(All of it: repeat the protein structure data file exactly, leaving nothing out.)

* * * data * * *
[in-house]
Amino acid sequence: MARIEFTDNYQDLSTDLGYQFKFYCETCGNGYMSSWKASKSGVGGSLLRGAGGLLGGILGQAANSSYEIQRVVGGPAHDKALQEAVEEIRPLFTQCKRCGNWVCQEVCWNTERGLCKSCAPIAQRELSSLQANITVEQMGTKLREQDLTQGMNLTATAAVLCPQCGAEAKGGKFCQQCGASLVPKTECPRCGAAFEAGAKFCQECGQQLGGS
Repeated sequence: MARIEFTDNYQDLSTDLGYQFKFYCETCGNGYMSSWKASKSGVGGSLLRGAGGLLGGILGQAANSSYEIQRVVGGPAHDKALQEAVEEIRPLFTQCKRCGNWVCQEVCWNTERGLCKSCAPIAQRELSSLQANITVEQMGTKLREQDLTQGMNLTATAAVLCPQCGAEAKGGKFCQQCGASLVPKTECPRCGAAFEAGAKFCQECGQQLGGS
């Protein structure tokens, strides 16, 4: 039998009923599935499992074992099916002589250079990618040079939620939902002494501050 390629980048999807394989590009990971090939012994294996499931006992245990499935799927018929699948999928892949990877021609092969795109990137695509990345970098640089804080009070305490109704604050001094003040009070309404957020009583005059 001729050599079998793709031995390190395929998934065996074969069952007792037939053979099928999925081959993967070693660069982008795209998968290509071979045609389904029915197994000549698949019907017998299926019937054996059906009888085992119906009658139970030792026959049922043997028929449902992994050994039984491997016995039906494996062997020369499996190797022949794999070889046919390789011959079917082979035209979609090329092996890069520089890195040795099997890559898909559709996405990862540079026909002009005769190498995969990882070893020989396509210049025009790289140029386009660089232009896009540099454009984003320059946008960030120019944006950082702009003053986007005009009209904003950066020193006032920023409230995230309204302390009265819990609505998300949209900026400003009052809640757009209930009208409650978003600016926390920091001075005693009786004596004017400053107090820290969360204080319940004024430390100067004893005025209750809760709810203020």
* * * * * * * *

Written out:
[in-house]
Amino acid sequence: MARIEFTDNYQDLSTDLGYQFKFYCETCGNGYMSSWKASKSGVGGSLLRGAGGLLGGILGQAANSSYEIQRVVGGPAHDKALQEAVEEIRPLFTQCKRCGNWVCQEVCWNTERGLCKSCAPIAQRELSSLQANITVEQMGTKLREQDLTQGMNLTATAAVLCPQCGAEAKGGKFCQQCGASLVPKTECPRCGAAFEAGAKFCQECGQQLGGS
Repeated sequence: MARIEFTDNYQDLSTDLGYQFKFYCETCGNGYMSSWKASKSGVGGSLLRGAGGLLGGILGQAANSSYEIQRVVGGPAHDKALQEAVEEIRPLFTQCKRCGNWVCQEVCWNTERGLCKSCAPIAQRELSSLQANITVEQMGTKLREQDLTQGMNLTATAAVLCPQCGAEAKGGKFCQQCGASLVPKTECPRCGAAFEAGAKFCQECGQQLGGS
């Protein structure tokens, strides 16, 4: 039998009923599935499992074992099916002589250079990618040079939620939902002494501050 390629980048999807394989590009990971090939012994294996499931006992245990499935799927018929699948999928892949990877021609092969795109990137695509990345970098640089804080009070305490109704604050001094003040009070309404957020009583005059 001729050599079998793709031995390190395929998934065996074969069952007792037939053979099928999925081959993967070693660069982008795209998968290509071979045609389904029915197994000549698949019907017998299926019937054996059906009888085992119906009658139970030792026959049922043997028929449902992994050994039984491997016995039906494996062997020369499996190797022949794999070889046919390789011959079917082979035209979609090329092996890069520089890195040795099997890559898909559709996405990862540079026909002009005769190498995969990882070893020989396509210049025009790289140029386009660089232009896009540099454009984003320059946008960030120019944006950082702009003053986007005009009209904003950066020193006032920023409230995230309204302390009265819990609505998300949209900026400003009052809640757009209930009208409650978003600016926390920091001075005693009786004596004017400053107090820290969360204080319940004024430390100067004893005025209750809760709810203020």